Portsmouth father-of-two given two-year driving ban for drinking while parked up 

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A FATHER-OF-TWO has been taken off the road for two years after getting behind the wheel while nearly three times over the limit. 

Stephen Lemmon, 34, was found by police officers after drunkenly driving and parking up three-quarters of a mile away from his Copnor home on June 16. 

Stephen Lemmon outside Portsmouth Magistrates Court

Stephen Lemmon outside Portsmouth Magistrates Court

Appearing at Portsmouth Magistrates Court on Tuesday, prosecutor Graham Heath told judge Barry Audus how the kitchen manager was ‘caused to leave’ his property following an argument with his partner. 

READ MORE: Drink-drivers taken off the roads for 10 years in total in crackdown

He was discovered by city police stationary in his Vauxhall Corsa in Alexandra Road, Portsmouth, where he tested for 109mg of alcohol in 100ml of breath. 

 Mitigating, a spokeswoman for the Probation Service explained the reason Lemmon had been seen sitting in his car was because of a genuine desire to get away – but not to actually offend. 

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She said: ‘He had a stressful day at work and an argument with his partner. 

‘He bought alcohol and did not want to drive anywhere – that’s why he was found parked up.’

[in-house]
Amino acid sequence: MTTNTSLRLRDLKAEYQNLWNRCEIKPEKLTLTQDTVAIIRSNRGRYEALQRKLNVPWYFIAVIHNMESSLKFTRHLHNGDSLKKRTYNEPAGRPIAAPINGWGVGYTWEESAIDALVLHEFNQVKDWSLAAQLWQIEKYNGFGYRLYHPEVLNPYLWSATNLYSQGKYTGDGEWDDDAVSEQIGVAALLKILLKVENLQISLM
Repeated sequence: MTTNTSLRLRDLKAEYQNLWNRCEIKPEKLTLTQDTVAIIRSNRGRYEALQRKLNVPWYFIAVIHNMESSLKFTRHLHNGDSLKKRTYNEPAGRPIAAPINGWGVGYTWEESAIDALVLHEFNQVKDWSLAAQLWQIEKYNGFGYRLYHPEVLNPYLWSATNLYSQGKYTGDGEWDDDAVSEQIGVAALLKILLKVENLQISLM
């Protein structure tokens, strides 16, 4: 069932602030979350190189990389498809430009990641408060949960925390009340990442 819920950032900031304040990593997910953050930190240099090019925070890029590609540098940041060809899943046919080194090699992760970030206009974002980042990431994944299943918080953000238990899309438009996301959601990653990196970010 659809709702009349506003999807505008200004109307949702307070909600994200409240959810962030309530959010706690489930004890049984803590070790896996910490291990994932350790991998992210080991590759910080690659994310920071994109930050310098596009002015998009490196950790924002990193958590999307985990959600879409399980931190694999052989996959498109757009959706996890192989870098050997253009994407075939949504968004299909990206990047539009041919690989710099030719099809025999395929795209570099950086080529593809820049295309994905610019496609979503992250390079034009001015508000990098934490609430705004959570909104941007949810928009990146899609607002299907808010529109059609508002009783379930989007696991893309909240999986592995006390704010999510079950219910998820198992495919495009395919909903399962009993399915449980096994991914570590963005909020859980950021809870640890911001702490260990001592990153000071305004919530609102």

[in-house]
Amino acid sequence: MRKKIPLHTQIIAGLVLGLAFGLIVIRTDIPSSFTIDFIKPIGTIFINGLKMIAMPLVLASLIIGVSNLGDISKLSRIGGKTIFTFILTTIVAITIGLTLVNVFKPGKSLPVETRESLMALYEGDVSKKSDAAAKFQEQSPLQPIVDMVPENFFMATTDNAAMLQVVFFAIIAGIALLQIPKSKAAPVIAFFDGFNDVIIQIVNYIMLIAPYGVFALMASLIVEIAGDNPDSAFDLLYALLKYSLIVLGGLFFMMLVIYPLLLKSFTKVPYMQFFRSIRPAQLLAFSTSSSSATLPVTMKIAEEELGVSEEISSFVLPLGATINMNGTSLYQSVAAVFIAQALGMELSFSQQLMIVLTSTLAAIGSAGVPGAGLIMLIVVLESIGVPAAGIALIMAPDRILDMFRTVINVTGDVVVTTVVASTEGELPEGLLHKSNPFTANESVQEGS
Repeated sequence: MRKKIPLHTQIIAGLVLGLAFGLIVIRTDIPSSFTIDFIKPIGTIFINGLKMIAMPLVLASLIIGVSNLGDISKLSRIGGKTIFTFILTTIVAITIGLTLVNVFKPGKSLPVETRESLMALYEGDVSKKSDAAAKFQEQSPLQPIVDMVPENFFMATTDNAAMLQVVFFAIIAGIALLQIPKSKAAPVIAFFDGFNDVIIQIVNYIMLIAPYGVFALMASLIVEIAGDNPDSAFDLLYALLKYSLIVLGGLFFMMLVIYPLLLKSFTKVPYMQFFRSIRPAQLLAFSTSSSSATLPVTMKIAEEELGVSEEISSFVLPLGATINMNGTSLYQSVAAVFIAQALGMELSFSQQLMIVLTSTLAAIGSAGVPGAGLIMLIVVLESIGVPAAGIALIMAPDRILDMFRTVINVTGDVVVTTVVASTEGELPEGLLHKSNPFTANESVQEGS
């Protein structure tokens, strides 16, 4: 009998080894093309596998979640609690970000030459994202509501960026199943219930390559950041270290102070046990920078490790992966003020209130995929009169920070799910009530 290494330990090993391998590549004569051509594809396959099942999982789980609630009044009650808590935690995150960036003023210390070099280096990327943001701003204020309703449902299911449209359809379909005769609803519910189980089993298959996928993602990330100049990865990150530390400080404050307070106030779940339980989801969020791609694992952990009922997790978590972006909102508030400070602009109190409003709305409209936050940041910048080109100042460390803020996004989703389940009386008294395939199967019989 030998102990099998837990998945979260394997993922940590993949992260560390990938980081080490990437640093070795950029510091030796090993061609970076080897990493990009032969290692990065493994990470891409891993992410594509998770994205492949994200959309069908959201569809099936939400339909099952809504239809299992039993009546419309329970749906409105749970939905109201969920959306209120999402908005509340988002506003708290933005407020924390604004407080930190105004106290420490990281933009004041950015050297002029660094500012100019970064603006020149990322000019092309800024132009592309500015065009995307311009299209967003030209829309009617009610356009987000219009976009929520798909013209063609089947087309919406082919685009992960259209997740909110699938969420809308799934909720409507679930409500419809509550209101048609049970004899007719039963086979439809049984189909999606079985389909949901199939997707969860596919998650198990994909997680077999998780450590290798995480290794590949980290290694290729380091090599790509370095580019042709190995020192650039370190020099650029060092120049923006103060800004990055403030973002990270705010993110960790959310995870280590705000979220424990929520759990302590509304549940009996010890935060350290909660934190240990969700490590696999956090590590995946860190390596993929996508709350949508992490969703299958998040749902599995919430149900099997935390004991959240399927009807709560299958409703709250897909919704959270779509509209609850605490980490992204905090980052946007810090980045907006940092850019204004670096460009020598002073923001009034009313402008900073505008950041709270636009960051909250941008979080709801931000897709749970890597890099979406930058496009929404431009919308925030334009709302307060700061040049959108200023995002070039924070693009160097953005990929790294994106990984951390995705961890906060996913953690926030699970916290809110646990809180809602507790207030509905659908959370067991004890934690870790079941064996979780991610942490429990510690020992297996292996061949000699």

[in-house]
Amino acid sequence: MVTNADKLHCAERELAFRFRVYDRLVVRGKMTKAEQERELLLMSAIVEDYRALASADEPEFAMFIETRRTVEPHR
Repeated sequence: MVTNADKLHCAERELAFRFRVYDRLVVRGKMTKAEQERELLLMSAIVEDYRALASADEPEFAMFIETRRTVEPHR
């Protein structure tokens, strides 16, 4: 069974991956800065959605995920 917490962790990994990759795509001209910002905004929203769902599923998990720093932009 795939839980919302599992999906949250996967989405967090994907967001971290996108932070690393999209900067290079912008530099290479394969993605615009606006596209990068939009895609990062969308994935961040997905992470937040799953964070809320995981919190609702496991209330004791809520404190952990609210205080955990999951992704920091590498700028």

She went on to describe Lemmon as a ‘functioning alcoholic’, who despite a tendency to drink up to ‘two bottles of wine a day’, was open to changing his ways. 

Lemmon’s lawyer said he had previously undergone a course of rehabilitation and had not driven since to day of the offence, instead opting to cycle to his job on Hayling Island. 

It is here the court heard he works six days each week, with some days lasting from 7am until 10pm, depending on kitchen demand.  

Sentencing, Mr Audus disqualified the defendant for 24 months, also imposing a community order for unpaid work over 12 months and costs amounting to £335. 

Mr Audus said: ‘You have the opportunity to reduce this ban by 183 days if you complete a 16-hour drink-driving course by November 1.

‘If you do, you can drive by January 1, 2020. 

‘However, break any of the requirements we’ve given you today and your sentence could be increased and you could well end up going to prison.’